PubMed

    Cygankiewicz, Iwona; Zareba, Wojciech; Vazquez, Rafael; Vallverdu, Montserrat; Gonzalez-Juanatey, Jose R; Valdes, Mariano; Almendral, Jesus; Cinca, Juan; Caminal, Pere; de Luna, Antoni Bayes

    2008-08-01

    Abnormal heart rate turbulence (HRT) has been documented as a strong predictor of total mortality and sudden death in postinfarction patients, but data in patients with congestive heart failure (CHF) are limited. The aim of this study was to evaluate the prognostic significance of HRT for predicting mortality in CHF patients in New York Heart Association (NYHA) class II-III. In 651 CHF patients with sinus rhythm enrolled into the MUSIC (Muerte Subita en Insuficiencia Cardiaca) study, the standard HRT parameters turbulence onset (TO) and slope (TS), as well as HRT categories, were assessed for predicting total mortality and sudden death. HRT was analyzable in 607 patients, mean age 63 years (434 male), 50% of ischemic etiology. During a median follow up of 44 months, 129 patients died, 52 from sudden death. Abnormal TS and HRT category 2 (HRT2) were independently associated with increased all-cause mortality (HR: 2.10, CI: 1.41 to 3.12, P <.001 and HR: 2.52, CI: 1.56 to 4.05, P <.001; respectively), sudden death (HR: 2.25, CI: 1.13 to 4.46, P = .021 for HRT2), and death due to heart failure progression (HR: 4.11, CI: 1.84 to 9.19, P <.001 for HRT2) after adjustment for clinical covariates in multivariate analysis. The prognostic value of TS for predicting total mortality was similar in various groups dichotomized by age, gender, NYHA class, left ventricular ejection fraction, and CHF etiology. TS was found to be predictive for total mortality only in patients with QRS > 120 ms. HRT is a potent risk predictor for both heart failure and arrhythmic death in patients with class II and III CHF.

  6. Gut Epithelial Barrier Dysfunction and Innate Immune Activation Predict Mortality in Treated HIV Infection

    PubMed Central

    Hunt, Peter W.; Sinclair, Elizabeth; Rodriguez, Benigno; Shive, Carey; Clagett, Brian; Funderburg, Nicholas; Robinson, Janet; Huang, Yong; Epling, Lorrie; Martin, Jeffrey N.; Deeks, Steven G.; Meinert, Curtis L.; Van Natta, Mark L.; Jabs, Douglas A.; Lederman, Michael M.

    2014-01-01

    Background. While inflammation predicts mortality in treated human immunodeficiency virus (HIV) infection, the prognostic significance of gut barrier dysfunction and phenotypic T-cell markers remains unclear. Methods. We assessed immunologic predictors of mortality in a case-control study within the Longitudinal Study of the Ocular Complications of AIDS (LSOCA), using conditional logistic regression. Sixty-four case patients who died within 12 months of treatment-mediated viral suppression were each matched to 2 control individuals (total number of controls, 128) by duration of antiretroviral therapy–mediated viral suppression, nadir CD4+ T-cell count, age, sex, and prior cytomegalovirus (CMV) retinitis. A similar secondary analysis was conducted in the SCOPE cohort, which had participants with less advanced immunodeficiency. Results. Plasma gut epithelial barrier integrity markers (intestinal fatty acid binding protein and zonulin-1 levels), soluble CD14 level, kynurenine/tryptophan ratio, soluble tumor necrosis factor receptor 1 level, high-sensitivity C-reactive protein level, and D-dimer level all strongly predicted mortality, even after adjustment for proximal CD4+ T-cell count (all P ≤ .001). A higher percentage of CD38+HLA-DR+ cells in the CD8+ T-cell population was a predictor of mortality before (P = .031) but not after (P = .10) adjustment for proximal CD4+ T-cell count. Frequencies of senescent (defined as CD28−CD57+ cells), exhausted (defined as PD1+ cells), naive, and CMV-specific T cells did not predict mortality. Conclusions. Gut epithelial barrier dysfunction, innate immune activation, inflammation, and coagulation—but not T-cell activation, senescence, and exhaustion—independently predict mortality in individuals with treated HIV infection with a history of AIDS and are viable targets for interventions. PMID:24755434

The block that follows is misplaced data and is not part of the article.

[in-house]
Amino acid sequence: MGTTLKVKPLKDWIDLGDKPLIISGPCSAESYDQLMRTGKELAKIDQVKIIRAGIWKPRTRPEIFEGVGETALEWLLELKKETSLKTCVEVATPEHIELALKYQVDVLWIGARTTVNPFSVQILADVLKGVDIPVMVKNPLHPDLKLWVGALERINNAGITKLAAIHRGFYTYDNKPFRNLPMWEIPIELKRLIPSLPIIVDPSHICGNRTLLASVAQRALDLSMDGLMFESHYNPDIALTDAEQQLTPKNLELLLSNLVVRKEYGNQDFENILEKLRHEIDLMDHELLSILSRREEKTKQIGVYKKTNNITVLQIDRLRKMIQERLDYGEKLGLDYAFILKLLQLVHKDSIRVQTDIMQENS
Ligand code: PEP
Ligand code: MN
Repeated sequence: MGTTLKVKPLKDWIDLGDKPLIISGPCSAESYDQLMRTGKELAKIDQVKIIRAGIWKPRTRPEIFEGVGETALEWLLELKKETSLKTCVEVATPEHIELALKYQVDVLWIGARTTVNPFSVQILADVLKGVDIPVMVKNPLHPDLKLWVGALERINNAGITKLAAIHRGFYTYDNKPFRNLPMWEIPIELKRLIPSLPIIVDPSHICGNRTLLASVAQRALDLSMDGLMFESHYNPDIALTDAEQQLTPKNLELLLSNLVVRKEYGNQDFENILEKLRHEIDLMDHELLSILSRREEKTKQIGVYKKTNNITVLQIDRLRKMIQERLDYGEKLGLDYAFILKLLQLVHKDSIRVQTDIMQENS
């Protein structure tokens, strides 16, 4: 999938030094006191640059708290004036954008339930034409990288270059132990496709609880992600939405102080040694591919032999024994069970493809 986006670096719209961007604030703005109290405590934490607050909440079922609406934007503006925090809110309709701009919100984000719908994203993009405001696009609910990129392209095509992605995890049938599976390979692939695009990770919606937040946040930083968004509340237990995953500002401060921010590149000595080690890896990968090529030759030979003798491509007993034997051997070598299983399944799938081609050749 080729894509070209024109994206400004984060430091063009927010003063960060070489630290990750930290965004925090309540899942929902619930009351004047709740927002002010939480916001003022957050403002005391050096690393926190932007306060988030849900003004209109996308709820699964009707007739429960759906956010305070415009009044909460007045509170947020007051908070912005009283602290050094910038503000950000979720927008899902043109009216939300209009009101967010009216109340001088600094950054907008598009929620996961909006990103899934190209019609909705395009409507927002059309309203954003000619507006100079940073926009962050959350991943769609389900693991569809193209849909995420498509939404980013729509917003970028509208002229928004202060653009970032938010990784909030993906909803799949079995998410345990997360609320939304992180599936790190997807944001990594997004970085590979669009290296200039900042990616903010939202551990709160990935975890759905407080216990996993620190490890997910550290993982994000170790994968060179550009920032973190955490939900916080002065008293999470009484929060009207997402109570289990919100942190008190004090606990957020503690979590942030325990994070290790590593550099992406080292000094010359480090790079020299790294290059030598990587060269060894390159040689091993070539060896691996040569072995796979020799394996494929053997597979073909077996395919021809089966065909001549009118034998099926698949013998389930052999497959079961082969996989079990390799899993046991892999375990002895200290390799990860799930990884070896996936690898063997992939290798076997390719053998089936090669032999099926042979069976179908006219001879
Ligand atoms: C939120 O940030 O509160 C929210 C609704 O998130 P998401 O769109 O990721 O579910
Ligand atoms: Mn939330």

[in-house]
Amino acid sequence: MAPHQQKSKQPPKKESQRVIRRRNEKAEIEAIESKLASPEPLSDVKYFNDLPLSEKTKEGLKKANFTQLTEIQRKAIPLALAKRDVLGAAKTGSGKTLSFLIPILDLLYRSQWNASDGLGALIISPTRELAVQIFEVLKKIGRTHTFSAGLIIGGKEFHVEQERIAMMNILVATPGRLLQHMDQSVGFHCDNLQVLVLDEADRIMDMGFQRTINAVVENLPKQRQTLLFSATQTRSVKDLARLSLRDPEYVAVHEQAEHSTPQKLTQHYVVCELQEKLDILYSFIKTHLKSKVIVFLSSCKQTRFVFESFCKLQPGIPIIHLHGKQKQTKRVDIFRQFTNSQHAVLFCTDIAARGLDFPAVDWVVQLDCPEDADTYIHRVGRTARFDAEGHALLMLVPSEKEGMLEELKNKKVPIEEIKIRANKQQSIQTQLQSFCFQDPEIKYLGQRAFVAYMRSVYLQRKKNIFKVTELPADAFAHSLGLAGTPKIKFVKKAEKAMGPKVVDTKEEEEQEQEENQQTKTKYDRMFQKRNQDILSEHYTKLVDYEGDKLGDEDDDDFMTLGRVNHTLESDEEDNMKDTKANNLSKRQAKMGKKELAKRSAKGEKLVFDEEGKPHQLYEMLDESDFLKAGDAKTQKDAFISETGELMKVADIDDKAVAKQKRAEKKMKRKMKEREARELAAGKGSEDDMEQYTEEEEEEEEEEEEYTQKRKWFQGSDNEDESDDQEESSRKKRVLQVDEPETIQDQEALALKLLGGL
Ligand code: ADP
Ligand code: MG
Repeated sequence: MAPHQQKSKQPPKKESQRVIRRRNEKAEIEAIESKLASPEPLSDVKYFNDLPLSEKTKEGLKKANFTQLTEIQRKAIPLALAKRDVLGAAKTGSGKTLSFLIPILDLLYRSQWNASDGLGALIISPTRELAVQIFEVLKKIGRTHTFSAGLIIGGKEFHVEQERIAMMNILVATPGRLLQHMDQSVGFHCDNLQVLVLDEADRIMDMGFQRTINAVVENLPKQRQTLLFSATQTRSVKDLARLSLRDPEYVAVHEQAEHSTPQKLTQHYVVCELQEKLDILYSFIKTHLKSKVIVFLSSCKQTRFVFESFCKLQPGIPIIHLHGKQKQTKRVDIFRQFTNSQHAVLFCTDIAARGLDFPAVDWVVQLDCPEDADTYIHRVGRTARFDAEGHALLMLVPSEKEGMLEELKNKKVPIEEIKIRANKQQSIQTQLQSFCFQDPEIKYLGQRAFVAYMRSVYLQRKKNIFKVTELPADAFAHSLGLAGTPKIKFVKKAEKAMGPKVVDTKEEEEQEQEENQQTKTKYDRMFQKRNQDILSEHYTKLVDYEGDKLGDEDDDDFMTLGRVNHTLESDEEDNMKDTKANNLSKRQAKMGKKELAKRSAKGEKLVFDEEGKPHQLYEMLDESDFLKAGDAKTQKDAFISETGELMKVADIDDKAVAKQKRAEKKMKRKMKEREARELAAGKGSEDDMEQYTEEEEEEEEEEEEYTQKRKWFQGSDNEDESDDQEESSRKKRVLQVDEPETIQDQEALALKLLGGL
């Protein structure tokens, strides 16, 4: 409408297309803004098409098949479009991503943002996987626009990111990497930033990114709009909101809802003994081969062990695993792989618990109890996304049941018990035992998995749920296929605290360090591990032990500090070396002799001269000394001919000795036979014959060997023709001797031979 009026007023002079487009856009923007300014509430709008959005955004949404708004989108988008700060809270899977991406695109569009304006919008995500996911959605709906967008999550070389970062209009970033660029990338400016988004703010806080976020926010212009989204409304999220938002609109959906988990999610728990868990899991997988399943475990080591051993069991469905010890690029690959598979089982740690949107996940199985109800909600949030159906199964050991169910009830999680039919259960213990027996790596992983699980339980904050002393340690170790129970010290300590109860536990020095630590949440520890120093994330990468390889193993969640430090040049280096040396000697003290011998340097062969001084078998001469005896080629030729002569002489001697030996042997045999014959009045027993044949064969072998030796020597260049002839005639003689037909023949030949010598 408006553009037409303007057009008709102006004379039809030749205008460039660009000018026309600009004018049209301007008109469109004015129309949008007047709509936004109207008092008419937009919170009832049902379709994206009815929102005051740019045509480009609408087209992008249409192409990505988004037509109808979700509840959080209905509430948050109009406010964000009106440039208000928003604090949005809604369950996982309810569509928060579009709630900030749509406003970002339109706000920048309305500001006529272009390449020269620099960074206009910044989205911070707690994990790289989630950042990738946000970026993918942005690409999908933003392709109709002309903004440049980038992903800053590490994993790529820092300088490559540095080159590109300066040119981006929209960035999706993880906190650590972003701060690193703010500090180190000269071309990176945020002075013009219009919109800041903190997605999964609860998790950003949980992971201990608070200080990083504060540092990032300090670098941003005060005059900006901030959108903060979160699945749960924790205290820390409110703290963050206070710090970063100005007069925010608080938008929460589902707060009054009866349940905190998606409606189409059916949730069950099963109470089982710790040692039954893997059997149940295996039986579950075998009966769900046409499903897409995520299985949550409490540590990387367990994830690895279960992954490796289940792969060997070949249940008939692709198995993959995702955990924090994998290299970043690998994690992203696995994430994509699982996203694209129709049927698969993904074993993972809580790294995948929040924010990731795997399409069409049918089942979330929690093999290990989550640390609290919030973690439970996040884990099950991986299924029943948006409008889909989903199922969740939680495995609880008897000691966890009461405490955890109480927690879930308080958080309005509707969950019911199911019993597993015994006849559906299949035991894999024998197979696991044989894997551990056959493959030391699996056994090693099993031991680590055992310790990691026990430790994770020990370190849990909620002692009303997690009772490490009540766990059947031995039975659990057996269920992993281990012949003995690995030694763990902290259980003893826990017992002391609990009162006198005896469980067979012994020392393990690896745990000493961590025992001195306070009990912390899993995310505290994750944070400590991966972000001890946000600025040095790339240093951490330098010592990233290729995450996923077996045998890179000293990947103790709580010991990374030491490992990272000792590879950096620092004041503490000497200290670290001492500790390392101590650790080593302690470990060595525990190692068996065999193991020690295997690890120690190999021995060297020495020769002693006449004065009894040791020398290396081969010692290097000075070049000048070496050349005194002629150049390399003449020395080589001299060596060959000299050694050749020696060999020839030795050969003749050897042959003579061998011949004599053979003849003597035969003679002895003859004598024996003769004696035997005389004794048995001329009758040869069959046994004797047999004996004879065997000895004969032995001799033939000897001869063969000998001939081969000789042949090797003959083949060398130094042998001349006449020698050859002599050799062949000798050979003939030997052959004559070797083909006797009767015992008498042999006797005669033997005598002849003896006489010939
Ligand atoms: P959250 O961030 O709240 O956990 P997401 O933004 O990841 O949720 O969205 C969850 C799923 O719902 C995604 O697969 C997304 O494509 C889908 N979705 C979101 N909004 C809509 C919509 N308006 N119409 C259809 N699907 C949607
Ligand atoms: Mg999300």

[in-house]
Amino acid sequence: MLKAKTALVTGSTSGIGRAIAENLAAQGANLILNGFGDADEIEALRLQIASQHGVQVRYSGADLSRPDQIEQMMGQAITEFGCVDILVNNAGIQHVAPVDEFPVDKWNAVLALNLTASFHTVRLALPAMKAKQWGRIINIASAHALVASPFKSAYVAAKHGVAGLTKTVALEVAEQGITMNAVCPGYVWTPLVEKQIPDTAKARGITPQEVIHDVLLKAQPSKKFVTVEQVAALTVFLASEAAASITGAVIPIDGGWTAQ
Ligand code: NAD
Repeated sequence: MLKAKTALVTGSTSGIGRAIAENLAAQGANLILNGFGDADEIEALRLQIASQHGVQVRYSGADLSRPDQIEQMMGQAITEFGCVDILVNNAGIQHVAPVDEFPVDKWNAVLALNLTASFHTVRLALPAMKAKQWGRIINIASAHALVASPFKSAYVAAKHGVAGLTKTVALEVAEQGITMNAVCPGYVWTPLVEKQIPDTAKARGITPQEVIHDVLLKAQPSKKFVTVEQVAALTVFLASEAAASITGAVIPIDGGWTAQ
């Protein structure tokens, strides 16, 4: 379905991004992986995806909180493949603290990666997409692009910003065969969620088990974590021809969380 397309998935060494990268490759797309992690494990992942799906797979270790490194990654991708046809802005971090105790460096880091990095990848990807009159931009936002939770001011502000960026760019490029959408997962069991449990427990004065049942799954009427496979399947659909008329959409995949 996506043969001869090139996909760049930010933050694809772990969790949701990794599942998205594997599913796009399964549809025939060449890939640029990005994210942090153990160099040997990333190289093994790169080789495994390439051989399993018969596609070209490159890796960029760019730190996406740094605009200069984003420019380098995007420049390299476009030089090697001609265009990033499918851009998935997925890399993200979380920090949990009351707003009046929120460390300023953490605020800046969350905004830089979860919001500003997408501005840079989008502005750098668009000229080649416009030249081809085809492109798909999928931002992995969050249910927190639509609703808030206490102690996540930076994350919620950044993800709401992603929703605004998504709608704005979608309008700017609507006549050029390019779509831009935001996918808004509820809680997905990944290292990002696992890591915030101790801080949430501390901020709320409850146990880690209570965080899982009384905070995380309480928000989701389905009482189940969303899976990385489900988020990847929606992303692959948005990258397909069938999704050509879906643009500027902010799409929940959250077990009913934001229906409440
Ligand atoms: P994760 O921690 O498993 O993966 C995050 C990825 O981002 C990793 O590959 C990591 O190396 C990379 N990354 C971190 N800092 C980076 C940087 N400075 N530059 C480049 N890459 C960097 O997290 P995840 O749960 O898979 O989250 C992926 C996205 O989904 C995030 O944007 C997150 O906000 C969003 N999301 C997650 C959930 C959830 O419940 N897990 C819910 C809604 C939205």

7. Developing a simple preinterventional score to predict hospital mortality in adult venovenous extracorporeal membrane oxygenation

    PubMed Central

    Cheng, Yu-Ting; Wu, Meng-Yu; Chang, Yu-Sheng; Huang, Chung-Chi; Lin, Pyng-Jing

    2016-01-01

    Abstract Despite gaining popularity, venovenous extracorporeal membrane oxygenation (VV-ECMO) remains a controversial therapy for acute respiratory failure (ARF) in adult patients due to its equivocal survival benefits. The study was aimed at identifying the preinterventional prognostic predictors of hospital mortality in adult VV-ECMO patients and developing a practical mortality prediction score to facilitate clinical decision-making. This retrospective study included 116 adult patients who received VV-ECMO for severe ARF in a tertiary referral center, from 2007 to 2015. The definition of severe ARF was PaO2/ FiO2 ratio < 70 mm Hg under advanced mechanical ventilation (MV). Preinterventional variables including demographic characteristics, ventilatory parameters, and severity of organ dysfunction were collected for analysis. The prognostic predictors of hospital mortality were generated with multivariate logistic regression and transformed into a scoring system. The discriminative power on hospital mortality of the scoring system was presented as the area under receiver operating characteristic curve (AUROC). The overall hospital mortality rate was 47% (n = 54). Pre-ECMO MV day > 4 (OR: 4.71; 95% CI: 1.98–11.23; P < 0.001), pre-ECMO sequential organ failure assessment (SOFA) score >9 (OR: 3.16; 95% CI: 1.36–7.36; P = 0.01), and immunocompromised status (OR: 2.91; 95% CI: 1.07–7.89; P = 0.04) were independent predictors of hospital mortality of adult VV-ECMO. A mortality prediction score comprising of the 3 binary predictors was developed and named VV-ECMO mortality score. The total score was estimated as follows: VV-ECMO mortality score = 2 × (Pre-ECMO MV day > 4) + 1 × (Pre-ECMO SOFA score >9) + 1 × (immunocompromised status). The AUROC of VV-ECMO mortality score was 0.76 (95% CI: 0.67–0.85; P < 0.001). The corresponding hospital mortality rates to VV-ECMO mortality scores were 18% (Score 0), 35% (Score 1), 56